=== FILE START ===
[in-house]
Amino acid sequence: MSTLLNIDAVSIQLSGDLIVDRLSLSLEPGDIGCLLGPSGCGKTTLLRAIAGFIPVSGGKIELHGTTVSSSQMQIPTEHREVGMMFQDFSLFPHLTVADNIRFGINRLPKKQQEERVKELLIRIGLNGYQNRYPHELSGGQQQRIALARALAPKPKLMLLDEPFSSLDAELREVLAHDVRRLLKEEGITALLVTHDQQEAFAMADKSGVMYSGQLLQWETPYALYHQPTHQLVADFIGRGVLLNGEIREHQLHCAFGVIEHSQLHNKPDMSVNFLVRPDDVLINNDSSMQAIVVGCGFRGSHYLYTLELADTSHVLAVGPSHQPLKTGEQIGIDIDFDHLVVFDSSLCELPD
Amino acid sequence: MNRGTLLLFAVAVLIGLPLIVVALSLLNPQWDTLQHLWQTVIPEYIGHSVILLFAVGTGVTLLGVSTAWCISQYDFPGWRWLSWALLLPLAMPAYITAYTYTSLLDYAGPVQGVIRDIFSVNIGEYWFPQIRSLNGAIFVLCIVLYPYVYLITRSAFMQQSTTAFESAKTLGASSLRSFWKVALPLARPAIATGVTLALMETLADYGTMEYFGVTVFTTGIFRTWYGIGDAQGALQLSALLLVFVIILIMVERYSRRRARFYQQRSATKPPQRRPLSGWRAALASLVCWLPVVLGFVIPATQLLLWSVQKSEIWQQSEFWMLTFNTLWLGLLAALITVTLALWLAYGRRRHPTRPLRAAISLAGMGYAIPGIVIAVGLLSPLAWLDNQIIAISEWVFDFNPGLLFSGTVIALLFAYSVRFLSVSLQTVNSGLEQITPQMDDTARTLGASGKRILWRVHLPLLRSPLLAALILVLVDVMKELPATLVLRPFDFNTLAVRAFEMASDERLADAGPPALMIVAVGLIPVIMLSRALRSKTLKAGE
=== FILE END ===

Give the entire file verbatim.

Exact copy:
[in-house]
Amino acid sequence: MSTLLNIDAVSIQLSGDLIVDRLSLSLEPGDIGCLLGPSGCGKTTLLRAIAGFIPVSGGKIELHGTTVSSSQMQIPTEHREVGMMFQDFSLFPHLTVADNIRFGINRLPKKQQEERVKELLIRIGLNGYQNRYPHELSGGQQQRIALARALAPKPKLMLLDEPFSSLDAELREVLAHDVRRLLKEEGITALLVTHDQQEAFAMADKSGVMYSGQLLQWETPYALYHQPTHQLVADFIGRGVLLNGEIREHQLHCAFGVIEHSQLHNKPDMSVNFLVRPDDVLINNDSSMQAIVVGCGFRGSHYLYTLELADTSHVLAVGPSHQPLKTGEQIGIDIDFDHLVVFDSSLCELPD
Amino acid sequence: MNRGTLLLFAVAVLIGLPLIVVALSLLNPQWDTLQHLWQTVIPEYIGHSVILLFAVGTGVTLLGVSTAWCISQYDFPGWRWLSWALLLPLAMPAYITAYTYTSLLDYAGPVQGVIRDIFSVNIGEYWFPQIRSLNGAIFVLCIVLYPYVYLITRSAFMQQSTTAFESAKTLGASSLRSFWKVALPLARPAIATGVTLALMETLADYGTMEYFGVTVFTTGIFRTWYGIGDAQGALQLSALLLVFVIILIMVERYSRRRARFYQQRSATKPPQRRPLSGWRAALASLVCWLPVVLGFVIPATQLLLWSVQKSEIWQQSEFWMLTFNTLWLGLLAALITVTLALWLAYGRRRHPTRPLRAAISLAGMGYAIPGIVIAVGLLSPLAWLDNQIIAISEWVFDFNPGLLFSGTVIALLFAYSVRFLSVSLQTVNSGLEQITPQMDDTARTLGASGKRILWRVHLPLLRSPLLAALILVLVDVMKELPATLVLRPFDFNTLAVRAFEMASDERLADAGPPALMIVAVGLIPVIMLSRALRSKTLKAGE